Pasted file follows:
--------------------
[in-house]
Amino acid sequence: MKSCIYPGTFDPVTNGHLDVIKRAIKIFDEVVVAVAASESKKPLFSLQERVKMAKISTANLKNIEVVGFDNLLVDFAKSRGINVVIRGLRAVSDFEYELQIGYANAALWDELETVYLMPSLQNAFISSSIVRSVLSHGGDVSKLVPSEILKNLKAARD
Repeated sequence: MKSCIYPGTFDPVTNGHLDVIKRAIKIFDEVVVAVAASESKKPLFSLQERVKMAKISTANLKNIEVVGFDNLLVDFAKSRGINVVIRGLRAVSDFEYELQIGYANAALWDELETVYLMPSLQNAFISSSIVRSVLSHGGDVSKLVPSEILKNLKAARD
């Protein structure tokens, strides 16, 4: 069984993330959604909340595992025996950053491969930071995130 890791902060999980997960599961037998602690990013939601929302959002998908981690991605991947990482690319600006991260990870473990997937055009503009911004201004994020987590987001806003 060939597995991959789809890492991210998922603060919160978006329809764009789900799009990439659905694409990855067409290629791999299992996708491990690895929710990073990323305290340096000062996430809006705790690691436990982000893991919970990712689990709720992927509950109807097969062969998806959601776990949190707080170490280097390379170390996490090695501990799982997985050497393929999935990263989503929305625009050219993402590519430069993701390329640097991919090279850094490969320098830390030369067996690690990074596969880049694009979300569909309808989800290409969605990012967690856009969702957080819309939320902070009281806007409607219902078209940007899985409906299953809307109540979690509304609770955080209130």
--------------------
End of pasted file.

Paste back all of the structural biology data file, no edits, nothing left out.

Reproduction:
[in-house]
Amino acid sequence: MKSCIYPGTFDPVTNGHLDVIKRAIKIFDEVVVAVAASESKKPLFSLQERVKMAKISTANLKNIEVVGFDNLLVDFAKSRGINVVIRGLRAVSDFEYELQIGYANAALWDELETVYLMPSLQNAFISSSIVRSVLSHGGDVSKLVPSEILKNLKAARD
Repeated sequence: MKSCIYPGTFDPVTNGHLDVIKRAIKIFDEVVVAVAASESKKPLFSLQERVKMAKISTANLKNIEVVGFDNLLVDFAKSRGINVVIRGLRAVSDFEYELQIGYANAALWDELETVYLMPSLQNAFISSSIVRSVLSHGGDVSKLVPSEILKNLKAARD
């Protein structure tokens, strides 16, 4: 069984993330959604909340595992025996950053491969930071995130 890791902060999980997960599961037998602690990013939601929302959002998908981690991605991947990482690319600006991260990870473990997937055009503009911004201004994020987590987001806003 060939597995991959789809890492991210998922603060919160978006329809764009789900799009990439659905694409990855067409290629791999299992996708491990690895929710990073990323305290340096000062996430809006705790690691436990982000893991919970990712689990709720992927509950109807097969062969998806959601776990949190707080170490280097390379170390996490090695501990799982997985050497393929999935990263989503929305625009050219993402590519430069993701390329640097991919090279850094490969320098830390030369067996690690990074596969880049694009979300569909309808989800290409969605990012967690856009969702957080819309939320902070009281806007409607219902078209940007899985409906299953809307109540979690509304609770955080209130």